Earth Potential (Earthworm, Earth), 2017
Digital print on aluminum, cut out display; steel and aluminum armature
Courtesy the artist; Kraupa-Tuskany Zeidler, Berlin; and Greene Naftali, New York

Novitskova combines the macro and the micro to consider the underlying functions of the Earth and how we comprehend it through image making. The artist's Internet-sourced image of Earth was originally rendered by compiling data from a number of satellites orbiting the planet, which were then translated by computer models into vibrant colors to make visible the unseen forces that sustain life on Earth. These invisible processes could never be seen by the naked eye and the images are a construction to aid our understanding of these systems. The common earthworm is a terrestrial organism that has a profound effect on soil, enhancing Earth’s overall functionality. Acting as organic waste management and fertilizer, it is researched for its potential in maintaining the Earth’s ecosystem.

Earth Potential (Lizard, Earth), 2017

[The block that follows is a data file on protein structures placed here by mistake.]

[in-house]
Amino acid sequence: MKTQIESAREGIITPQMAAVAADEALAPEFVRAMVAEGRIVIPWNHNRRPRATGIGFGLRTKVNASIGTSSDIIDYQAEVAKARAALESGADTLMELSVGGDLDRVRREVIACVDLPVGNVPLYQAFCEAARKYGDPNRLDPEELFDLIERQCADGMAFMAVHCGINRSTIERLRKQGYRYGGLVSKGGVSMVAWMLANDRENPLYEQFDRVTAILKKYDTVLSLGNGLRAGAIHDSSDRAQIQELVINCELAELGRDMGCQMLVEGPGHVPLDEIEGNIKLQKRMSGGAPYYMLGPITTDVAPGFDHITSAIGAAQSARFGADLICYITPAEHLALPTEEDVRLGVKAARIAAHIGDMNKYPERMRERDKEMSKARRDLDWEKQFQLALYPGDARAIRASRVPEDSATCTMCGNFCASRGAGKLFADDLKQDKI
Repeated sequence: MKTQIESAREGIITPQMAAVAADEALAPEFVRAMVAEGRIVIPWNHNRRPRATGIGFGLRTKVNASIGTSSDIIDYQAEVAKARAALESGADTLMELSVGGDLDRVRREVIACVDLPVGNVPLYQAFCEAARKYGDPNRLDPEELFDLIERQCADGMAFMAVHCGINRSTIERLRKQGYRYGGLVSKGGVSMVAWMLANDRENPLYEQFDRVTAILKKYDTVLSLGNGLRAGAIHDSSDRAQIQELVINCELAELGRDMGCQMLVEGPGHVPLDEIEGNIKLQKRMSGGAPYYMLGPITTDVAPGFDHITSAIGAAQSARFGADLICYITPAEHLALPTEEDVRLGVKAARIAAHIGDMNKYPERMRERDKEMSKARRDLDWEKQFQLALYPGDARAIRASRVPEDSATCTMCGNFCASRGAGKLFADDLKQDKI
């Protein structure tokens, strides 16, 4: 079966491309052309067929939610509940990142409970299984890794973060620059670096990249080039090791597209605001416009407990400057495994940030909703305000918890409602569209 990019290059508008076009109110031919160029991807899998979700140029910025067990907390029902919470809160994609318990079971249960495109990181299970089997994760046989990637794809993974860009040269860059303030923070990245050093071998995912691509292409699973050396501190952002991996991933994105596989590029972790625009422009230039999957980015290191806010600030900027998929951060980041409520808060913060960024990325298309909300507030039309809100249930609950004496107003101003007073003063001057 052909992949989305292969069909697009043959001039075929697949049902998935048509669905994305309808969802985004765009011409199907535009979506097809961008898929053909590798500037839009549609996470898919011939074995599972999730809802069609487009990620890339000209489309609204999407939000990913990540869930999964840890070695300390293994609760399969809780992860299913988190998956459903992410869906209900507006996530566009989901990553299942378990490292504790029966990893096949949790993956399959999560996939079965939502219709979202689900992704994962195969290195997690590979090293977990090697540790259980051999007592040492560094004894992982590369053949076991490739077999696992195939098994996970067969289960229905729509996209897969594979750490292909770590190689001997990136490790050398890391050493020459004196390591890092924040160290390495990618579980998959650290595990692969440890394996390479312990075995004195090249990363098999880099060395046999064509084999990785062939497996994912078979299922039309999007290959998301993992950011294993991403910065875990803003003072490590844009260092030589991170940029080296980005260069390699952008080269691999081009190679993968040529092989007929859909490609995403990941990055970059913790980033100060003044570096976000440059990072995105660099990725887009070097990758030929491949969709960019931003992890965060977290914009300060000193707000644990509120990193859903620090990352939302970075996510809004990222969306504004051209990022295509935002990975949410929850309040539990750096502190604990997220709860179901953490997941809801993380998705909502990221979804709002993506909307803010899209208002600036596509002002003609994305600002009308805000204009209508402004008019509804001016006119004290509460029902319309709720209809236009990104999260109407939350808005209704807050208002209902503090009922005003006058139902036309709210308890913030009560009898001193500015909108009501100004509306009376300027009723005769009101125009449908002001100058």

Digital print on aluminum, cut out display; steel and aluminum armature
Courtesy the artist; Kraupa-Tuskany Zeidler, Berlin; and Greene Naftali, New York

This image of an archetypical Earth is one that has shaped our visual understanding of the planet. It is, however, a composite, constructed with various technologies — such as combining data from satellites collected at different times with astronaut photographs — which a team of NASA scientists and artists then use to craft the iconic image. Novitskova layers this collaboration of science and art with a photograph of a lizard’s leg. Biomimetics —the scientific study of how nature can be employed to solve complex human biological problems — researches how the lizard’s ability to regenerate can be utilized for the purpose of human limb regrowth. By enlarging the lizard’s leg so it clings to the Earth, Novitskova juxtaposes an other-worldly image with the very real possibilities of the future.

Earth Potential (Cuttlefish Love, Earth), 2017
Digital print on aluminum, cut out display; steel and aluminum armature
Courtesy the artist; Kraupa-Tuskany Zeidler, Berlin; and Greene Naftali, New York